A railroad easement agreement typically gives one party the right to enter and exit a neighboring party's land or use shared structures for agreed-upon reasons. A railroad easement is legally binding on both the railroad company and the adjoining property owned once filed in the area land records.
The easement itself is a written document that defines the easement area, the granted rights and the agreement conditions. For example, the railroad can grant an easement to a neighboring property owner, giving the owner the right to step onto the railroad company's land when performing maintenance on his land. The owner can grant the railroad company an easement that gives the company the right to cross and access the property owner's land while performing work on the railroad land.
Both parties have the rights and responsibilities spelled out in the agreement. The party granted access can use the land or shared structure without interference from the other party. Maintenance duties become the responsibility of the party assigned upkeep or damage repair on the agreement. For example, a railroad company may agree to repair any damage caused to the neighbor's land because of easement-related activities, including seeding and growing new grass over a trampled patch.
A railroad easement may "run with the land," meaning the easement burdens and rights pass to future owners, or expire on specified date. The railroad company and other parties can agree to end the easement by filing a termination in the land records. Persons who own land next to "abandoned" railroad easements -- typically land with tracks or facilities the railroad no longer uses -- may have a legal claim to the abandoned land.
Some railroad easement agreements contain reciprocal terms. The railroad company and the other party grant each other rights over the land they own, and both parties typically share upkeep and damage responsibilities.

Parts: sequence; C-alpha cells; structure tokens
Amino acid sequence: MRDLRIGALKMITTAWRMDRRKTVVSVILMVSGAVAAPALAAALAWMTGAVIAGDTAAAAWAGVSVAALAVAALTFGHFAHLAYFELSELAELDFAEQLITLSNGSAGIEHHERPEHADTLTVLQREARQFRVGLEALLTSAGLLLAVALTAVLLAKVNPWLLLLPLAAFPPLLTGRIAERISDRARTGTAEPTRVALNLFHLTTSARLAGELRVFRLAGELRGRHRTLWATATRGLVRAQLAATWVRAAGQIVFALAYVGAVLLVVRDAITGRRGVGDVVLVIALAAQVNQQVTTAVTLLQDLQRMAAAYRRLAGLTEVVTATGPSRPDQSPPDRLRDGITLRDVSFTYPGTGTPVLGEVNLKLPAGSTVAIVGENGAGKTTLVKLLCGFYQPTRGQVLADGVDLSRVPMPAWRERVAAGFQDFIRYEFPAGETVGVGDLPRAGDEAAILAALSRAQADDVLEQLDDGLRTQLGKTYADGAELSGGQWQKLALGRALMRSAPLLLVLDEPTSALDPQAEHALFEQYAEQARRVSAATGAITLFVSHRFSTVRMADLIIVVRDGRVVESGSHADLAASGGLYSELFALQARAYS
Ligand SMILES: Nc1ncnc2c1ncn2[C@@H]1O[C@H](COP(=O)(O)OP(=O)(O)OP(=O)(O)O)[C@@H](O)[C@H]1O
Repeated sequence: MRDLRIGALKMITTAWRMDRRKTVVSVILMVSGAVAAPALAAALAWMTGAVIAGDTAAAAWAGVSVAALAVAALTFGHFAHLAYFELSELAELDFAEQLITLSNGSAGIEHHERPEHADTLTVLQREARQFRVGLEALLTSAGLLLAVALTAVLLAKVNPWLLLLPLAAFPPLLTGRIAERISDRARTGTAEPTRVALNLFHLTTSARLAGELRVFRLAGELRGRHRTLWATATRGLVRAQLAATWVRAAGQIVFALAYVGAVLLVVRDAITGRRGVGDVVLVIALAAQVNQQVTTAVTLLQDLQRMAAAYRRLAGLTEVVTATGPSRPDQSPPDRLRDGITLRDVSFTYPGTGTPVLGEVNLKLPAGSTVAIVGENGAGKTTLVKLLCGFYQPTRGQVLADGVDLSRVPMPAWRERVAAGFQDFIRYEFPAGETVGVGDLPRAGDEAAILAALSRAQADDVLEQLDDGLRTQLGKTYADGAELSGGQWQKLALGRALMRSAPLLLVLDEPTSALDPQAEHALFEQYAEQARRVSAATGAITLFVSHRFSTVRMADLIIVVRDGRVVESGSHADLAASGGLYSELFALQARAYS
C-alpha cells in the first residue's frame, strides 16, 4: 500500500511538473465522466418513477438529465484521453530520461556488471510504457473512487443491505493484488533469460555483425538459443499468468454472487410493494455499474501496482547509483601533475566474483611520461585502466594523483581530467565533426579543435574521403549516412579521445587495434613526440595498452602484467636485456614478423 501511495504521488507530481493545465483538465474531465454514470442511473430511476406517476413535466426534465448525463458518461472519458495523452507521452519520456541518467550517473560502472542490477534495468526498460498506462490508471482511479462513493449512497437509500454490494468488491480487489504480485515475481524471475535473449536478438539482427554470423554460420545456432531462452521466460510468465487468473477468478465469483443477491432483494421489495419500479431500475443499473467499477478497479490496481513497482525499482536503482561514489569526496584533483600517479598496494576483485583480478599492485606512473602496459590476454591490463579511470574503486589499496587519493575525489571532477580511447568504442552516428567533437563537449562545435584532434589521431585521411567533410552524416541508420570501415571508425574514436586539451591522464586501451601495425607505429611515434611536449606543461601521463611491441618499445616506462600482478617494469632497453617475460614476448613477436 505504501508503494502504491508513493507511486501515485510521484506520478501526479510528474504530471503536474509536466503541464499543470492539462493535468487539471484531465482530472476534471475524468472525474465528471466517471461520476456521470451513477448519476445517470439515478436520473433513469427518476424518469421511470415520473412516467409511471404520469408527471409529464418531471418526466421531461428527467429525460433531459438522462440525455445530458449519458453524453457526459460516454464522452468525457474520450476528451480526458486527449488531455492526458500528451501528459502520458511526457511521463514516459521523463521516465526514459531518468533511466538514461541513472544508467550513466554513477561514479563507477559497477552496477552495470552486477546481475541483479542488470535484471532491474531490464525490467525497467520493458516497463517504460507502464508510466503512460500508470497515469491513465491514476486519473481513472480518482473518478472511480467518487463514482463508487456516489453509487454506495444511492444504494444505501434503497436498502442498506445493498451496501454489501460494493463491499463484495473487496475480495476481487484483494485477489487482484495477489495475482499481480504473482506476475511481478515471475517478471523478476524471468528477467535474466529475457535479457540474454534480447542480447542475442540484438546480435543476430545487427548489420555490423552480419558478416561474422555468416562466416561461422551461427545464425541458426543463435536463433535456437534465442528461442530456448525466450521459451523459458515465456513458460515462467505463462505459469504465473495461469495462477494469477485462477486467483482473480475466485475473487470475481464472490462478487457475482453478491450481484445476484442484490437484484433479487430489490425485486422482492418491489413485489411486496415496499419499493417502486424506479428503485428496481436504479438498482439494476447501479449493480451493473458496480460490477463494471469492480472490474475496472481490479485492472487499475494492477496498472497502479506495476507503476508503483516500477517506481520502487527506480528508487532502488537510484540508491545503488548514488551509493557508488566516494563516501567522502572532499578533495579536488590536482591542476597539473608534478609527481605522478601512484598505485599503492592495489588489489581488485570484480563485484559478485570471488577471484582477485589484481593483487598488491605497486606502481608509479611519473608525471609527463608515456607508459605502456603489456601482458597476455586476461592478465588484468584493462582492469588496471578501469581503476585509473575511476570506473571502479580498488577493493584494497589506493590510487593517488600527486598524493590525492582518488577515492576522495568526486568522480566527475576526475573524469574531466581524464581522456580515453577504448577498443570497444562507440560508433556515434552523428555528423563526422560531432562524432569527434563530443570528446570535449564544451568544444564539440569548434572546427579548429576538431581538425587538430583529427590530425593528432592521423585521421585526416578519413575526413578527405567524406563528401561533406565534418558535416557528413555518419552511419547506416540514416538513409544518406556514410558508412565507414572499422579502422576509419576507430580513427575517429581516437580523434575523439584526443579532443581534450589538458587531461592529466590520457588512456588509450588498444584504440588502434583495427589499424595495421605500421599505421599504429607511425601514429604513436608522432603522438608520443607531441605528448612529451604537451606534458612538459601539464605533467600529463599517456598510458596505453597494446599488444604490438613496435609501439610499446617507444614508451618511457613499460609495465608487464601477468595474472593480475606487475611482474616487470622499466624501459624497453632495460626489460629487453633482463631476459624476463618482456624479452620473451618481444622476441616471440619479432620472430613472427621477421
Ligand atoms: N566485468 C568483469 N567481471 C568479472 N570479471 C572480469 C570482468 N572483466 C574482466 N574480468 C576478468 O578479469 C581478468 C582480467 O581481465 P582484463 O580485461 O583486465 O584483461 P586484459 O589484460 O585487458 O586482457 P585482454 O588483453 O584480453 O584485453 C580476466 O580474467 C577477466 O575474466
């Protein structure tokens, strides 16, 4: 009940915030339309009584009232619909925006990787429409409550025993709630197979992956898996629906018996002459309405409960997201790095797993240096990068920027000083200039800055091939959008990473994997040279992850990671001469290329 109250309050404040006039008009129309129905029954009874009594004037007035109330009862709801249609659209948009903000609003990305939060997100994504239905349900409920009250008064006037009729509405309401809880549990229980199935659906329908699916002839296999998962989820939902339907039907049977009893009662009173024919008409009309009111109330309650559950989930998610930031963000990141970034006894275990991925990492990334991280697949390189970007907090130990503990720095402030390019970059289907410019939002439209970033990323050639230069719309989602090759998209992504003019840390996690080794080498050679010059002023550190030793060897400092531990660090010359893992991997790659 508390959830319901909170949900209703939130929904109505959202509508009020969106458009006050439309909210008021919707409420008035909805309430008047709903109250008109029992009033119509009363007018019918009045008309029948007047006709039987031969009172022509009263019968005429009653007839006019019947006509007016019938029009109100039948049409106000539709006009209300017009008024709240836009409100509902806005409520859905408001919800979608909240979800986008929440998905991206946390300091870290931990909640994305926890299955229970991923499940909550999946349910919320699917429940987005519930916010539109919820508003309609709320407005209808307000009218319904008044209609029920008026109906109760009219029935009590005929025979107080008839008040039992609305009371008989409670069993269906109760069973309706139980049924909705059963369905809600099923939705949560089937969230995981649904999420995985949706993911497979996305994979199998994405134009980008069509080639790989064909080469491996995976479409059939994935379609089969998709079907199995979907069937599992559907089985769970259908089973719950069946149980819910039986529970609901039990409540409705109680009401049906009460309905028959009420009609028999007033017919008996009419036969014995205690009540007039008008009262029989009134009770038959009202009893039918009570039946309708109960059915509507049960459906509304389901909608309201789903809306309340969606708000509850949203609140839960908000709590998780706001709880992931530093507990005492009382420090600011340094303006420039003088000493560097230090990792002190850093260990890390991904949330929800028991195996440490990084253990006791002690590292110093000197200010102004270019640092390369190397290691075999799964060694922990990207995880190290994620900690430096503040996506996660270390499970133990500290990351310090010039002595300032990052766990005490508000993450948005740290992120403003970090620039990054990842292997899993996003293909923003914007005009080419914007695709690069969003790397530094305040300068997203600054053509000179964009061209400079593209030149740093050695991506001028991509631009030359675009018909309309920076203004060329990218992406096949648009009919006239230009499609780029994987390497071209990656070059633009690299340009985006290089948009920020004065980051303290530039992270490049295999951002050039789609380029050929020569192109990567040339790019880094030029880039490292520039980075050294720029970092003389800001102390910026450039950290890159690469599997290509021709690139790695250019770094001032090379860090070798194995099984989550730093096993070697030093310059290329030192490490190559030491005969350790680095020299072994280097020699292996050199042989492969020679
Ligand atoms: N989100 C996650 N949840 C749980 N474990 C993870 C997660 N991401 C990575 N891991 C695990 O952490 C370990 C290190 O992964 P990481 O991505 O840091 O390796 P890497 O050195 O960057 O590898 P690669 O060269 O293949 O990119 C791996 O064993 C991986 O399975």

Easements typically do not grant legal ownership to the railroad company or the other party over the land area the agreement covers. However, the receiver of the easement has the right to enforce access granted on the agreement in court, and the granting party can enforce damage repair and upkeep in court. For example, a homeowner who granted a railroad company an easement over the rear part of her yard that gave the company damage repair liability can sue if the company failed to repair lawn damage caused by work done on the railroad.
A railroad company can formally assign the easement rights and responsibilities to a new railroad company if selling the railroad land or if the company dissolves.
Anna Assad began writing professionally in 1999 and has published several legal articles for various websites. She has an extensive real estate and criminal legal background. She also tutored in English for nearly eight years, attended Buffalo State College for paralegal studies and accounting, and minored in English literature, receiving a Bachelor of Arts.